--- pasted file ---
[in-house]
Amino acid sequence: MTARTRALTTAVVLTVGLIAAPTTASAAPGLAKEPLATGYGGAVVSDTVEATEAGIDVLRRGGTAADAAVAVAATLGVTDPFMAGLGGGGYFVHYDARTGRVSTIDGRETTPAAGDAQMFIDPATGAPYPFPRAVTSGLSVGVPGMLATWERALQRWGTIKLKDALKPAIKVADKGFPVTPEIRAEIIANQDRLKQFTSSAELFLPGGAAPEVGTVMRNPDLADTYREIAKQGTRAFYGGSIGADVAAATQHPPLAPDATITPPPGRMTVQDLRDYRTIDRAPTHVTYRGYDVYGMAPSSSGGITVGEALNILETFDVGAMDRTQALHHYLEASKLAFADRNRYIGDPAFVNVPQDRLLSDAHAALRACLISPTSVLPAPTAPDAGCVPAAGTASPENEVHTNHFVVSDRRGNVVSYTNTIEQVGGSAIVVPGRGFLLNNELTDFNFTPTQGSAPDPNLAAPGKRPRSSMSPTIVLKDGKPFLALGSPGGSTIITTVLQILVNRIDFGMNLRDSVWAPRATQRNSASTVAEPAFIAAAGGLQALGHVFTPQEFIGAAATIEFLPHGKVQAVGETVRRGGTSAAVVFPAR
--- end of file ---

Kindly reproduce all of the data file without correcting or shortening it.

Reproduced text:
[in-house]
Amino acid sequence: MTARTRALTTAVVLTVGLIAAPTTASAAPGLAKEPLATGYGGAVVSDTVEATEAGIDVLRRGGTAADAAVAVAATLGVTDPFMAGLGGGGYFVHYDARTGRVSTIDGRETTPAAGDAQMFIDPATGAPYPFPRAVTSGLSVGVPGMLATWERALQRWGTIKLKDALKPAIKVADKGFPVTPEIRAEIIANQDRLKQFTSSAELFLPGGAAPEVGTVMRNPDLADTYREIAKQGTRAFYGGSIGADVAAATQHPPLAPDATITPPPGRMTVQDLRDYRTIDRAPTHVTYRGYDVYGMAPSSSGGITVGEALNILETFDVGAMDRTQALHHYLEASKLAFADRNRYIGDPAFVNVPQDRLLSDAHAALRACLISPTSVLPAPTAPDAGCVPAAGTASPENEVHTNHFVVSDRRGNVVSYTNTIEQVGGSAIVVPGRGFLLNNELTDFNFTPTQGSAPDPNLAAPGKRPRSSMSPTIVLKDGKPFLALGSPGGSTIITTVLQILVNRIDFGMNLRDSVWAPRATQRNSASTVAEPAFIAAAGGLQALGHVFTPQEFIGAAATIEFLPHGKVQAVGETVRRGGTSAAVVFPAR